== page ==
|Monthly Tech-Tip |
They might look great on a fancy website, but what are the chances they will actually fire the way they look in the picture? Or work in your circumstances? Did the contributor know the mechanism or give any sort of directions or cautions? After trying many glazes you may think you have found one that works. But does it really? How does it hold up to limit recipes? Does it have a balanced chemistry? Is it erratic and unreliable in firing? Difficult to use? Does it leach or craze or shiver or pinhole or blister? Or make you endure other problems? Be critical and cautious about foreign recipes. Most often it is better to find a base recipe, adjust and perfect it to your clay body, then add colorants, opacifiers and variegators.
Trafficking in Glaze Recipes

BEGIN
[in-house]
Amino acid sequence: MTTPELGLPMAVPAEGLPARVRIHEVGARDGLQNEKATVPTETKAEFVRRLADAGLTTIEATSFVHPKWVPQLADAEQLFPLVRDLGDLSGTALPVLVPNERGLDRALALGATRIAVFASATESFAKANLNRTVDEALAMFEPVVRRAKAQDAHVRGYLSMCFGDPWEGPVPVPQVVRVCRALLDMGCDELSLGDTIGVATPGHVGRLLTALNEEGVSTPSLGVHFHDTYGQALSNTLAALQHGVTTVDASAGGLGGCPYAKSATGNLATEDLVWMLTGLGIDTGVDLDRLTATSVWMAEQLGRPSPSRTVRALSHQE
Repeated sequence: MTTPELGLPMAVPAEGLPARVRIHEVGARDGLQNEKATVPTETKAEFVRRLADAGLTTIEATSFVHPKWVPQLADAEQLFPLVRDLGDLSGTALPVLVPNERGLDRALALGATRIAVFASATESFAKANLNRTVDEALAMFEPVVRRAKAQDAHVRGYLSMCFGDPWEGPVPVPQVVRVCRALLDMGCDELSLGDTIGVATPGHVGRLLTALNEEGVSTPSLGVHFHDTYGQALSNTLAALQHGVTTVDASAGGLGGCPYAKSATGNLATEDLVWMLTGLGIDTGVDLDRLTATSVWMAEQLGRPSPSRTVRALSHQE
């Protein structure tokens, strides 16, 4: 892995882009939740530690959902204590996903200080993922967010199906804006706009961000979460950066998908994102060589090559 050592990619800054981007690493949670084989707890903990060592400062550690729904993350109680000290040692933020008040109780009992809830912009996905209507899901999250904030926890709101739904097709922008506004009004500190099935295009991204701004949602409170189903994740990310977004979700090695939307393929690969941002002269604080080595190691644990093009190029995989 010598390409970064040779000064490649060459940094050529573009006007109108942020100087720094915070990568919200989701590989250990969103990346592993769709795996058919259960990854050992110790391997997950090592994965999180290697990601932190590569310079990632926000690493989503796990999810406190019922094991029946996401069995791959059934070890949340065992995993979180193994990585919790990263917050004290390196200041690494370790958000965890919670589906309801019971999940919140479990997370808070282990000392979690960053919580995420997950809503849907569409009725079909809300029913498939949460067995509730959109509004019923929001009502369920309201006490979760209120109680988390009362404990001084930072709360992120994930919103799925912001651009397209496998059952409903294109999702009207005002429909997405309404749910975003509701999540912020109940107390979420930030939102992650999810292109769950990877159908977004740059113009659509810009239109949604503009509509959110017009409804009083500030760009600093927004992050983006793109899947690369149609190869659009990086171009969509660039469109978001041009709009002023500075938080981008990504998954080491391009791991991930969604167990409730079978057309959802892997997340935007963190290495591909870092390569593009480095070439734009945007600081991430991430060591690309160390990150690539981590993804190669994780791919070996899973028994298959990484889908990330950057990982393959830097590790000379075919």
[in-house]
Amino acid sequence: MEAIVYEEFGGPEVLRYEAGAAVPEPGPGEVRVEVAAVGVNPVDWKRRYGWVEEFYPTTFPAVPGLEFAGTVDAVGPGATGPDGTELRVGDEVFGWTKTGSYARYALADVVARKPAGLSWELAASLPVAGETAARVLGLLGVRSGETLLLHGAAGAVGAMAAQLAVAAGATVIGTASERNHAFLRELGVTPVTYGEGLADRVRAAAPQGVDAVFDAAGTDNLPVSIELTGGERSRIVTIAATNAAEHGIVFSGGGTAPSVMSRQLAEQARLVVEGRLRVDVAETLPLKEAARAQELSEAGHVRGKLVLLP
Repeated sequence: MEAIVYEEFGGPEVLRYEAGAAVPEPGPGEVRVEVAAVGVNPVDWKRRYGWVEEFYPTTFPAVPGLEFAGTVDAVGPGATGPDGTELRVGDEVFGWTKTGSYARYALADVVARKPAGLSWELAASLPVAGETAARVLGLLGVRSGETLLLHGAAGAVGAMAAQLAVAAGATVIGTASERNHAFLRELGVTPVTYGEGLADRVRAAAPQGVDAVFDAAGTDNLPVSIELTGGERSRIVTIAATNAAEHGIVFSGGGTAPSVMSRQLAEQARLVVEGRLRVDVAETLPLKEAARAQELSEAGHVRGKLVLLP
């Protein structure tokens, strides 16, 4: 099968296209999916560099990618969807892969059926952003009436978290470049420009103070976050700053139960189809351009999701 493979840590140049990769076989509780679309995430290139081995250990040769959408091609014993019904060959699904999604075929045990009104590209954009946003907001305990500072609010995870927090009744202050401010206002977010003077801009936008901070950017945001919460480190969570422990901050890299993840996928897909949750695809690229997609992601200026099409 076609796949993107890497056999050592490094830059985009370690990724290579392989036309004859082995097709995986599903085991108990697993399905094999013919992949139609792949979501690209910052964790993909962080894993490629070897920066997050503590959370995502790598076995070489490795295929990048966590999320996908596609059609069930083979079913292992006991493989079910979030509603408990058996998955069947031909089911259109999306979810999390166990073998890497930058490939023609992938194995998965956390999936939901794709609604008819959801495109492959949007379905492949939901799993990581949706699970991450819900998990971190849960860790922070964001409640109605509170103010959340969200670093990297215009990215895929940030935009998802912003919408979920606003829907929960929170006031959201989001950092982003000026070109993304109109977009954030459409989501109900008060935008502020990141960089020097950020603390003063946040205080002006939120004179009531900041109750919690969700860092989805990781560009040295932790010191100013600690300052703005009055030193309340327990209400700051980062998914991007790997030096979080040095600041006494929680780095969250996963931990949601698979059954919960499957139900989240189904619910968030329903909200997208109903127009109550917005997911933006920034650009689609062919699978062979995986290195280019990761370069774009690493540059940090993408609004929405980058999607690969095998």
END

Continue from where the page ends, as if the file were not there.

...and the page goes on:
The trade is glaze recipes has spawned generations of potters going up blind alleys trying recipes that don't work and living with ones that are much more trouble than they are worth. It is time to leave this behind and take control.
Understand your a glaze and learn how to adjust and improve it. Build others from that. We have bases for low, medium and high fire.
This term refers to critical thinking ability that potters and technicians can develop to recognize recipes having obvious issues and merit, simply by seeing the materials and percentages.